Small cell lung cancer tied to LEMS found too late for older patient

Man's case highlights urgent need to 'raise clinical awareness of LEMS'

Patricia Inácio, PhD avatar

by Patricia Inácio, PhD |

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An illustration for a rare disease, showing one red figure in a mass of people.

A case of Lambert-Eaton myasthenic syndrome (LEMS) was identified in an older man who was initially hospitalized with a wrongful diagnosis of aspiration pneumonia.

He was later diagnosed with small cell lung cancer (SCLC), an aggressive form of lung cancer that is often associated with LEMS, but was too weak to undergo treatment.

“This case is a key reminder of the importance of a complete clinical approach. It is essential to raise clinical awareness of LEMS, a rare medical condition,” the scientists wrote.

The report, “Paraneoplastic Lambert-Eaton myasthenic syndrome: a diagnostic challenge,” was published in the journal BMJ Case Reports.

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LEMS often linked with small cell lung cancer or other underlying cancer

LEMS is rare autoimmune disorder characterized by the production of self-reactive antibodies, also called autoantibodies, against voltage-gated calcium channels (VGCC). These protein channels are found at the neuromuscular junction — the site where nerve cells meet and communicate with muscle cells — and are key for nerve-muscle communication.

As a result, patients exhibit disease symptoms like muscle weakness, reduced tendon reflexes, and problems in the autonomic nervous system, which controls involuntary functions such as heart rate.

While LEMS can occur spontaneously, in up to 60% of cases it is associated with an underlying cancer, most often SCLC. This is because VGCCs are also present at the surface of some cancer cells. As such, the antibodies produced by the immune system to fight off cancer may impair nerve-muscle communication and lead to the onset of LEMS.

Clinicians in Portugal reported the case of a LEMS patient who was initially misdiagnosed with aspiration pneumonia, which occurs when food or liquid is inhaled into the airways or the lungs.

The man, who was in his 70s, was admitted to the hospital after choking while eating.

His clinical history included two months of depression and anxiety, and he was a heavy smoker. In the previous year, he had been hospitalized due to a brief psychotic episode.

In the year prior to his recent hospitalization, he experienced progressive and constant muscle weakness in the lower legs. Difficulties swallowing liquids and solid food, along with speech impairments and constipation, developed in the preceding months. No cognitive impairments or other psychiatric symptoms were seen.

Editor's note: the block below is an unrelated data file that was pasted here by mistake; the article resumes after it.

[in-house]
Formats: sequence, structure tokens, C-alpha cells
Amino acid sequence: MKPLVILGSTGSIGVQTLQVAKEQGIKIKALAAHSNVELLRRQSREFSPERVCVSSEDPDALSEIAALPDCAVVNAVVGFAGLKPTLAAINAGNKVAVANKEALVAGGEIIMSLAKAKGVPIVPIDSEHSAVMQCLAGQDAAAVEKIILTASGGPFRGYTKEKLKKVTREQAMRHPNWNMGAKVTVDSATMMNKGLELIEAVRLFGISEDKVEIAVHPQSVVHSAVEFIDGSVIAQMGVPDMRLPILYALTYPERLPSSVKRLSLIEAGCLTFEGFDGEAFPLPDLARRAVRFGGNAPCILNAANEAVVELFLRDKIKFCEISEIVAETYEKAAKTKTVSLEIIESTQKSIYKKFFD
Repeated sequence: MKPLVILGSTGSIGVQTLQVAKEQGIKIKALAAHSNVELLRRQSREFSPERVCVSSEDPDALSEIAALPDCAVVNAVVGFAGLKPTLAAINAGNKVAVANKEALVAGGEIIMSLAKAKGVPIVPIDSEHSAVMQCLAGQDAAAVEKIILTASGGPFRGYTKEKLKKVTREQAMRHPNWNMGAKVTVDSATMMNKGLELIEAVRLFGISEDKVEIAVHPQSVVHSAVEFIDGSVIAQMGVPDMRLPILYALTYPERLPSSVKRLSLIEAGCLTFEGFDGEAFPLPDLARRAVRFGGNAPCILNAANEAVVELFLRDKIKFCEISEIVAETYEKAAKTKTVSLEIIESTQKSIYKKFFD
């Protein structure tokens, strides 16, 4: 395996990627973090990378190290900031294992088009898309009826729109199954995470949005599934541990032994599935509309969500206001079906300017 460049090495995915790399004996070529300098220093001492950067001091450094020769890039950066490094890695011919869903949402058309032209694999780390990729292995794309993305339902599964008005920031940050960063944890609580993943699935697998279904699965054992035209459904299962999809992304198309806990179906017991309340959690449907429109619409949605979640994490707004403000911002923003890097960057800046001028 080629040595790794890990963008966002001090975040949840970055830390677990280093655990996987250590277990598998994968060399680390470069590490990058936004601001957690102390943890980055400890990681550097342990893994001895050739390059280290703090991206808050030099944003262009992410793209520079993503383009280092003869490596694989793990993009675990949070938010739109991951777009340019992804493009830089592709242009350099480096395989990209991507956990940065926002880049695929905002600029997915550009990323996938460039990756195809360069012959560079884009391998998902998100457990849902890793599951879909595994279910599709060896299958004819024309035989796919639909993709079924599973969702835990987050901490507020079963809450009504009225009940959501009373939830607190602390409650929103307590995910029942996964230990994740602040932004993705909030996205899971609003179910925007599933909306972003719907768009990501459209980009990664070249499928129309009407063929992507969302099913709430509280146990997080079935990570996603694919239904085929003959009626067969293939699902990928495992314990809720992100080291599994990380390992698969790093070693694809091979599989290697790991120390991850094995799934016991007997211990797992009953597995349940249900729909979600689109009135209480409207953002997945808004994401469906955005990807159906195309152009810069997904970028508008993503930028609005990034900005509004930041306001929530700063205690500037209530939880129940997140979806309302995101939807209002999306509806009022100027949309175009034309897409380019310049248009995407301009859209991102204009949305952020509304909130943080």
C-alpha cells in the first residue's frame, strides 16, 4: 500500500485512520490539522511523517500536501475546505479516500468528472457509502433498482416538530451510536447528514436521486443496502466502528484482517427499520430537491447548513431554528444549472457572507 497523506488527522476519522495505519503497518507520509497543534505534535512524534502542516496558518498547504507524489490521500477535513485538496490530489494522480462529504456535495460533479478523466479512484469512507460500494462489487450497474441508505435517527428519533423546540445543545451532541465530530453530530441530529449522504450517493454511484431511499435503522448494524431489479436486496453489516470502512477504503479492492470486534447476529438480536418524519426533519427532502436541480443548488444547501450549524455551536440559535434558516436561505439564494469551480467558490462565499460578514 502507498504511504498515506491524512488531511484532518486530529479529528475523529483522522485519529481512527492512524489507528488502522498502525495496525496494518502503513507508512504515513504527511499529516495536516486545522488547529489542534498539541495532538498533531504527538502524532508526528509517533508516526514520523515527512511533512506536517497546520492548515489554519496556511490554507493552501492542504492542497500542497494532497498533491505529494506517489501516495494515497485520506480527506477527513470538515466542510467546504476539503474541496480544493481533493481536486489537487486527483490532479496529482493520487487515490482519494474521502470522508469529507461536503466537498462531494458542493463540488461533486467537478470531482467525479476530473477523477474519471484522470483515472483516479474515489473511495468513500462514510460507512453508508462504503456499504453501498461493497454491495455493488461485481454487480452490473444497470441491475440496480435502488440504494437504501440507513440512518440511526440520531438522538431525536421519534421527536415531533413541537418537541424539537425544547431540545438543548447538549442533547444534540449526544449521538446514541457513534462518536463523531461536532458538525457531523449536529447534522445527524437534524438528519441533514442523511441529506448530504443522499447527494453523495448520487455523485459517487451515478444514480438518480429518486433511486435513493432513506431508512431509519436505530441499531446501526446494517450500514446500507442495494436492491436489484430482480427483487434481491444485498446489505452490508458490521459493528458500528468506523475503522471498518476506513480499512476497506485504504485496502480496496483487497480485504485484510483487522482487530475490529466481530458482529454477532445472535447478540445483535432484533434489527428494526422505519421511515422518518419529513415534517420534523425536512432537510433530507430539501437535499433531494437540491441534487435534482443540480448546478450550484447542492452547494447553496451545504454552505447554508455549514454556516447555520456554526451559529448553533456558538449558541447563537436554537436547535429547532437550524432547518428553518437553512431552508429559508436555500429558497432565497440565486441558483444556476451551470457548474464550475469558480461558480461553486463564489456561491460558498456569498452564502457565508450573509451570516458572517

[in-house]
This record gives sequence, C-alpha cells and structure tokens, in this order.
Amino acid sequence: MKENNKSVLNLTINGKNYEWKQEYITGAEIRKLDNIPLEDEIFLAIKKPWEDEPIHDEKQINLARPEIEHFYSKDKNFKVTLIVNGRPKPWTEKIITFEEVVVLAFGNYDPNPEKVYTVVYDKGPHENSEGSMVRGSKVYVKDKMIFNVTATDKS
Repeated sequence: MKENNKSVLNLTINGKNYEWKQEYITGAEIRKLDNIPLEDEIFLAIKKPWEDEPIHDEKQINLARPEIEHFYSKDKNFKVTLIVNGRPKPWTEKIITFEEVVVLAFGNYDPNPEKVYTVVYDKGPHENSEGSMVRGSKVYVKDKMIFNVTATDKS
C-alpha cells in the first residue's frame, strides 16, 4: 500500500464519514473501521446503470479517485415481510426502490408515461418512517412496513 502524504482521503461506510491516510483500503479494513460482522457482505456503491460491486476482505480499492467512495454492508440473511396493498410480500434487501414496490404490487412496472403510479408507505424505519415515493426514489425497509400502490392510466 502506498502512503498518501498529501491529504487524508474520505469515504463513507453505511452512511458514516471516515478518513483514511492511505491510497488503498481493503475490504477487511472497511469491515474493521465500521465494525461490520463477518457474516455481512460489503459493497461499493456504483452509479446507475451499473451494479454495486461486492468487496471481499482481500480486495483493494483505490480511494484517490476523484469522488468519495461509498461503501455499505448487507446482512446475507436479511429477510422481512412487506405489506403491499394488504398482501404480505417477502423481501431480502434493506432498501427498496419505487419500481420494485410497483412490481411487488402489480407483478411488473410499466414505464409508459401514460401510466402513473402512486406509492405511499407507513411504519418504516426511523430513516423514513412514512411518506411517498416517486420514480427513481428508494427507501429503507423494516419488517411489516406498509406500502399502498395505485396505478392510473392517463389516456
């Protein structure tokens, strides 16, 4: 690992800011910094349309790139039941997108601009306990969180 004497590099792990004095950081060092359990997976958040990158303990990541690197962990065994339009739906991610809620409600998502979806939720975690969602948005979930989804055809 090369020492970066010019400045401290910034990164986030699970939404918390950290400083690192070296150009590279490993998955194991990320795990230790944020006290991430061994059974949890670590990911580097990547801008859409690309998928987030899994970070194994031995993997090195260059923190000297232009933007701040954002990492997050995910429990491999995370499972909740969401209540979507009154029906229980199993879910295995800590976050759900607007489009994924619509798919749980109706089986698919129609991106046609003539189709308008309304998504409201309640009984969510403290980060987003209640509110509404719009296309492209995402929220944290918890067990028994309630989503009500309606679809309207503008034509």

An examination found diminished pulmonary sounds and blood oxygen levels that were below normal. Additionally, he had ptosis, a condition where the upper eyelid droops over the eye, a weak soft palate, weakness in the arms and legs, and poorer or absent reflex responses.

His larynx (voice box) was impaired due to problems in the autonomic nervous system. However, a brain CT scan revealed no lesions. At this point, he was diagnosed with aspiration pneumonia.

Electromyography — a test that measures electrical signals coming from muscles in response to nerve signals — detected anomalies in nerve-muscle communication that are consistent with LEMS. The diagnosis was confirmed by the presence of antibodies against VGCCs.

A CT chest scan revealed a nodule in his right lower lung. A PET scan suggested the presence of cancer metastases (spreading) to hilar lymph nodes, which are found in a particular region of the lung. He also tested positive for antibodies that serve as SCLC markers, including anti-SOX-1 and anti-CV2/ CRMP5.

Man responded to intravenous immunoglobulin therapy, but later had to stop it

The patient was diagnosed with cancer-associated LEMS. Lung biopsies using a guided-ultrasound technique came back negative for malignant cells.

After a discussion involving several physicians, and because a further biopsy was excluded due to his poor overall condition, a decision was made to not initiate cancer treatments and maintain close monitoring instead.

The patient was given intravenous immunoglobulin therapy, along with prednisone and pyridostigmine, with satisfactory results.

His difficulty in swallowing and speech impairments eased, and he regained the ability to walk.

The patient was discharged, but one month later was diagnosed with pulmonary thromboembolism, which occurs when a blood clot gets stuck in an artery in the lung, blocking blood flow to that area. It was linked to intravenous immunoglobulin therapy.

He started treatment to prevent blood clots and stopped the immunoglobulin therapy. In the following months, he was readmitted to the hospital several times due to pneumonia and a kidney infection.

His neurological symptoms were gradually worsening, with severe functional decline.

Six months later, a follow-up CT scan showed another mass in the lungs. A biopsy now confirmed SCLC and its spread.

“Due to his frailty, cancer treatment was not started. The patient died about a year after the LEMS diagnosis,” the scientists wrote.

Overall, “this clinical report illustrates unique LEMS diagnosis circumstances,” they wrote. “Clinical awareness is crucial to diagnose LEMS and urge cancer screening and early treatment.”